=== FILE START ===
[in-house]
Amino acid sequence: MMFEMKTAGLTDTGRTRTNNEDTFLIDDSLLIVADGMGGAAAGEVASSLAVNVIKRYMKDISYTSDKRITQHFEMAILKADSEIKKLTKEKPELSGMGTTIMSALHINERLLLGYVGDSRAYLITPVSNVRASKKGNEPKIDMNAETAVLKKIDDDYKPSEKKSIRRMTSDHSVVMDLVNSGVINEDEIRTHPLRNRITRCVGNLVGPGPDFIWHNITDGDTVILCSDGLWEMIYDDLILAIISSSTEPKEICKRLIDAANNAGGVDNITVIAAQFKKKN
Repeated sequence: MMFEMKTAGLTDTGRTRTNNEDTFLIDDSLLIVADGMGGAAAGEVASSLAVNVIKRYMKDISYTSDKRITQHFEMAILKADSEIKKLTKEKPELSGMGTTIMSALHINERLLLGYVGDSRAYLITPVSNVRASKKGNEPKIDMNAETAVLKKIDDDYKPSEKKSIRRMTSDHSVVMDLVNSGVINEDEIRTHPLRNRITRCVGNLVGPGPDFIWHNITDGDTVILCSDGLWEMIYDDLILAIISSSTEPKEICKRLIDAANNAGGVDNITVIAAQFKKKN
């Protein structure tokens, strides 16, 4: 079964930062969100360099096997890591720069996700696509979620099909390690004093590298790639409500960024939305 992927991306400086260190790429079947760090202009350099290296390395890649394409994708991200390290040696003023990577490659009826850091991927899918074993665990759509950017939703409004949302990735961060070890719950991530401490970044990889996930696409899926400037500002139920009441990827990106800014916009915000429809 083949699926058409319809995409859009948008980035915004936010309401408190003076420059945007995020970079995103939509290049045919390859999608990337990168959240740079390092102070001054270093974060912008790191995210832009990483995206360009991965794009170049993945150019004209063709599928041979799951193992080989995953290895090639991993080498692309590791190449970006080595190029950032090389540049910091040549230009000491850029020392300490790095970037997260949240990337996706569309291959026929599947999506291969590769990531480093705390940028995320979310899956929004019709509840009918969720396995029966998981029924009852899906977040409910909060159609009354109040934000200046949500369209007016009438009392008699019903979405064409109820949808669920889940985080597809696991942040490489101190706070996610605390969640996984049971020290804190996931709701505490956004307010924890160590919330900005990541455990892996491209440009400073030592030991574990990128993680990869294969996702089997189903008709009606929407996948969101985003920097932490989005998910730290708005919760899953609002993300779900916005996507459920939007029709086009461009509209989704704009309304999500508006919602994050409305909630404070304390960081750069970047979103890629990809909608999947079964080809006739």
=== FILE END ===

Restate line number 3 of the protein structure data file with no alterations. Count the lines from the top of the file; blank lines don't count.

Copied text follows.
Repeated sequence: MMFEMKTAGLTDTGRTRTNNEDTFLIDDSLLIVADGMGGAAAGEVASSLAVNVIKRYMKDISYTSDKRITQHFEMAILKADSEIKKLTKEKPELSGMGTTIMSALHINERLLLGYVGDSRAYLITPVSNVRASKKGNEPKIDMNAETAVLKKIDDDYKPSEKKSIRRMTSDHSVVMDLVNSGVINEDEIRTHPLRNRITRCVGNLVGPGPDFIWHNITDGDTVILCSDGLWEMIYDDLILAIISSSTEPKEICKRLIDAANNAGGVDNITVIAAQFKKKN